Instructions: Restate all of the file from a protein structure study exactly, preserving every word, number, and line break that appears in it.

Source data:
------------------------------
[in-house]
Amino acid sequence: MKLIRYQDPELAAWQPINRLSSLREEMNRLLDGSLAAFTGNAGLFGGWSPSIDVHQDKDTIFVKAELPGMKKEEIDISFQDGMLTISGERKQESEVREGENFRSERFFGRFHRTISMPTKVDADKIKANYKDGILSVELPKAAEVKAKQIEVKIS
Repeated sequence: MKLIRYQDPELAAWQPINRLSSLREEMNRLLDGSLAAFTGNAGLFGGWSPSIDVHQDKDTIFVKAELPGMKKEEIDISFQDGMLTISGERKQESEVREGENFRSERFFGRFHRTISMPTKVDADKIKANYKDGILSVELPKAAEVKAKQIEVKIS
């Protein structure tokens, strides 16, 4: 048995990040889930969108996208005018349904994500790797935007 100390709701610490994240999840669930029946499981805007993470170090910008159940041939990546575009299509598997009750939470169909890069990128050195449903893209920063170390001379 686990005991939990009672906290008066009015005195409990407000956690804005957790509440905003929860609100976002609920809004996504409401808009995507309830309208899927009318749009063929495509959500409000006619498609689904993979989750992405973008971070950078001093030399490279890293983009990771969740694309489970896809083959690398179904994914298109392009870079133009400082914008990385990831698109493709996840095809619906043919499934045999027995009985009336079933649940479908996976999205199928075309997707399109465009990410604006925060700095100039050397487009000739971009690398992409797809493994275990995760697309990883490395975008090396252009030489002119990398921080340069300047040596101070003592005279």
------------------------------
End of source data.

[in-house]
Amino acid sequence: MKLIRYQDPELAAWQPINRLSSLREEMNRLLDGSLAAFTGNAGLFGGWSPSIDVHQDKDTIFVKAELPGMKKEEIDISFQDGMLTISGERKQESEVREGENFRSERFFGRFHRTISMPTKVDADKIKANYKDGILSVELPKAAEVKAKQIEVKIS
Repeated sequence: MKLIRYQDPELAAWQPINRLSSLREEMNRLLDGSLAAFTGNAGLFGGWSPSIDVHQDKDTIFVKAELPGMKKEEIDISFQDGMLTISGERKQESEVREGENFRSERFFGRFHRTISMPTKVDADKIKANYKDGILSVELPKAAEVKAKQIEVKIS
């Protein structure tokens, strides 16, 4: 048995990040889930969108996208005018349904994500790797935007 100390709701610490994240999840669930029946499981805007993470170090910008159940041939990546575009299509598997009750939470169909890069990128050195449903893209920063170390001379 686990005991939990009672906290008066009015005195409990407000956690804005957790509440905003929860609100976002609920809004996504409401808009995507309830309208899927009318749009063929495509959500409000006619498609689904993979989750992405973008971070950078001093030399490279890293983009990771969740694309489970896809083959690398179904994914298109392009870079133009400082914008990385990831698109493709996840095809619906043919499934045999027995009985009336079933649940479908996976999205199928075309997707399109465009990410604006925060700095100039050397487009000739971009690398992409797809493994275990995760697309990883490395975008090396252009030489002119990398921080340069300047040596101070003592005279």